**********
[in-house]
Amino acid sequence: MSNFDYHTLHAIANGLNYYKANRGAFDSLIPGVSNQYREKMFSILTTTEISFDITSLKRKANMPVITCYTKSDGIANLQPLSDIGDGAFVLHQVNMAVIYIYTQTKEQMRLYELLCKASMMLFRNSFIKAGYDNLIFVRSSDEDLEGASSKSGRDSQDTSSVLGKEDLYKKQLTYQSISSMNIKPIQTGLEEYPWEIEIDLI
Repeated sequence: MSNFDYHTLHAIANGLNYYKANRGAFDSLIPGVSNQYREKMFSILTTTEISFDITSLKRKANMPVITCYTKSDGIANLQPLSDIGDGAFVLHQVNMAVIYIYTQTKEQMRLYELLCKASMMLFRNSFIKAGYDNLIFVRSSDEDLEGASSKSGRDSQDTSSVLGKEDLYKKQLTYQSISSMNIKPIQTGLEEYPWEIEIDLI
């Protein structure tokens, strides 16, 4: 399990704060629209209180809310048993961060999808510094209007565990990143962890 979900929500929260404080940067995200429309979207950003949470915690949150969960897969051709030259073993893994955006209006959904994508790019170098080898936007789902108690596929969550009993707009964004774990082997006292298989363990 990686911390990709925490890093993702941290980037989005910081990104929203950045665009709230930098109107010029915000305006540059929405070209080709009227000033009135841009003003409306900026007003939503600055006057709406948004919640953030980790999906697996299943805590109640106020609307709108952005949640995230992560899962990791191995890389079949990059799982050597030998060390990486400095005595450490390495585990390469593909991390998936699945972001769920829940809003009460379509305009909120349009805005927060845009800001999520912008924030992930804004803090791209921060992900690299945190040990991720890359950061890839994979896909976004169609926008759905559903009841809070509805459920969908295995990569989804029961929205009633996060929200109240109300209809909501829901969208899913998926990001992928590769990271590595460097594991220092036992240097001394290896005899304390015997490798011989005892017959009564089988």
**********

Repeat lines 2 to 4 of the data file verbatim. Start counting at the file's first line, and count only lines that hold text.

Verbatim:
Amino acid sequence: MSNFDYHTLHAIANGLNYYKANRGAFDSLIPGVSNQYREKMFSILTTTEISFDITSLKRKANMPVITCYTKSDGIANLQPLSDIGDGAFVLHQVNMAVIYIYTQTKEQMRLYELLCKASMMLFRNSFIKAGYDNLIFVRSSDEDLEGASSKSGRDSQDTSSVLGKEDLYKKQLTYQSISSMNIKPIQTGLEEYPWEIEIDLI
Repeated sequence: MSNFDYHTLHAIANGLNYYKANRGAFDSLIPGVSNQYREKMFSILTTTEISFDITSLKRKANMPVITCYTKSDGIANLQPLSDIGDGAFVLHQVNMAVIYIYTQTKEQMRLYELLCKASMMLFRNSFIKAGYDNLIFVRSSDEDLEGASSKSGRDSQDTSSVLGKEDLYKKQLTYQSISSMNIKPIQTGLEEYPWEIEIDLI
């Protein structure tokens, strides 16, 4: 399990704060629209209180809310048993961060999808510094209007565990990143962890 979900929500929260404080940067995200429309979207950003949470915690949150969960897969051709030259073993893994955006209006959904994508790019170098080898936007789902108690596929969550009993707009964004774990082997006292298989363990 990686911390990709925490890093993702941290980037989005910081990104929203950045665009709230930098109107010029915000305006540059929405070209080709009227000033009135841009003003409306900026007003939503600055006057709406948004919640953030980790999906697996299943805590109640106020609307709108952005949640995230992560899962990791191995890389079949990059799982050597030998060390990486400095005595450490390495585990390469593909991390998936699945972001769920829940809003009460379509305009909120349009805005927060845009800001999520912008924030992930804004803090791209921060992900690299945190040990991720890359950061890839994979896909976004169609926008759905559903009841809070509805459920969908295995990569989804029961929205009633996060929200109240109300209809909501829901969208899913998926990001992928590769990271590595460097594991220092036992240097001394290896005899304390015997490798011989005892017959009564089988």